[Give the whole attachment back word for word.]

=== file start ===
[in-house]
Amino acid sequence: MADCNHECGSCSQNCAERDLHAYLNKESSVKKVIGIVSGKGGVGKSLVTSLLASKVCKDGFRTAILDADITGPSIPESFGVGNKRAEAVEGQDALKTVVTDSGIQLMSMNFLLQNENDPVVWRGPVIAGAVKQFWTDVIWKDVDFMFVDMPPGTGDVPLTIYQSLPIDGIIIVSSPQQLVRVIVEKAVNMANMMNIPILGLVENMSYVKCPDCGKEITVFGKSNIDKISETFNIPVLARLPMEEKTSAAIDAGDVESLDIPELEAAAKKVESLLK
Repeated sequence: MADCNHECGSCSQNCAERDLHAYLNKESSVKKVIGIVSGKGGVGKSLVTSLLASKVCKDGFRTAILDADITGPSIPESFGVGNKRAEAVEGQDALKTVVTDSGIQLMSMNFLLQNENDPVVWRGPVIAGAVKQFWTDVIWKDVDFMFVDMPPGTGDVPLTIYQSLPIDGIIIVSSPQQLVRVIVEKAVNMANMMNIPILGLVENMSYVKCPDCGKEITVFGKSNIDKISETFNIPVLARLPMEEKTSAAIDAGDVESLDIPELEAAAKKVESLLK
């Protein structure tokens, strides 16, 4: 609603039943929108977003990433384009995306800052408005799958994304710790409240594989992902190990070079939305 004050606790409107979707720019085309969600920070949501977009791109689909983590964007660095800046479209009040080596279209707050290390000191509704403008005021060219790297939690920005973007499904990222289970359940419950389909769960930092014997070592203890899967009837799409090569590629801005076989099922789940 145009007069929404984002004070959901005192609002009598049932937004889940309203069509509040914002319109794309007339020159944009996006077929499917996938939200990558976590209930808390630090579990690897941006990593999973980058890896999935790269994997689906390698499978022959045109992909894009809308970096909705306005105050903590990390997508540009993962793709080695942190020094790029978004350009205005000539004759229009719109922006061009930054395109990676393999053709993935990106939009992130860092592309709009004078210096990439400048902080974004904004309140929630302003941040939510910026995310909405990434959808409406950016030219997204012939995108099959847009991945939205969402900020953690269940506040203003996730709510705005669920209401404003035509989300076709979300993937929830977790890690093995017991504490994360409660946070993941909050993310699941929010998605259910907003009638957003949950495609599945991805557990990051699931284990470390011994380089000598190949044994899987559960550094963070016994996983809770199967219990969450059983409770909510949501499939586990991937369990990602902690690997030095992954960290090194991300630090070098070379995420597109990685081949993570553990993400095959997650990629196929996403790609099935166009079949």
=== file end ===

[in-house]
Amino acid sequence: MADCNHECGSCSQNCAERDLHAYLNKESSVKKVIGIVSGKGGVGKSLVTSLLASKVCKDGFRTAILDADITGPSIPESFGVGNKRAEAVEGQDALKTVVTDSGIQLMSMNFLLQNENDPVVWRGPVIAGAVKQFWTDVIWKDVDFMFVDMPPGTGDVPLTIYQSLPIDGIIIVSSPQQLVRVIVEKAVNMANMMNIPILGLVENMSYVKCPDCGKEITVFGKSNIDKISETFNIPVLARLPMEEKTSAAIDAGDVESLDIPELEAAAKKVESLLK
Repeated sequence: MADCNHECGSCSQNCAERDLHAYLNKESSVKKVIGIVSGKGGVGKSLVTSLLASKVCKDGFRTAILDADITGPSIPESFGVGNKRAEAVEGQDALKTVVTDSGIQLMSMNFLLQNENDPVVWRGPVIAGAVKQFWTDVIWKDVDFMFVDMPPGTGDVPLTIYQSLPIDGIIIVSSPQQLVRVIVEKAVNMANMMNIPILGLVENMSYVKCPDCGKEITVFGKSNIDKISETFNIPVLARLPMEEKTSAAIDAGDVESLDIPELEAAAKKVESLLK
């Protein structure tokens, strides 16, 4: 609603039943929108977003990433384009995306800052408005799958994304710790409240594989992902190990070079939305 004050606790409107979707720019085309969600920070949501977009791109689909983590964007660095800046479209009040080596279209707050290390000191509704403008005021060219790297939690920005973007499904990222289970359940419950389909769960930092014997070592203890899967009837799409090569590629801005076989099922789940 145009007069929404984002004070959901005192609002009598049932937004889940309203069509509040914002319109794309007339020159944009996006077929499917996938939200990558976590209930808390630090579990690897941006990593999973980058890896999935790269994997689906390698499978022959045109992909894009809308970096909705306005105050903590990390997508540009993962793709080695942190020094790029978004350009205005000539004759229009719109922006061009930054395109990676393999053709993935990106939009992130860092592309709009004078210096990439400048902080974004904004309140929630302003941040939510910026995310909405990434959808409406950016030219997204012939995108099959847009991945939205969402900020953690269940506040203003996730709510705005669920209401404003035509989300076709979300993937929830977790890690093995017991504490994360409660946070993941909050993310699941929010998605259910907003009638957003949950495609599945991805557990990051699931284990470390011994380089000598190949044994899987559960550094963070016994996983809770199967219990969450059983409770909510949501499939586990991937369990990602902690690997030095992954960290090194991300630090070098070379995420597109990685081949993570553990993400095959997650990629196929996403790609099935166009079949």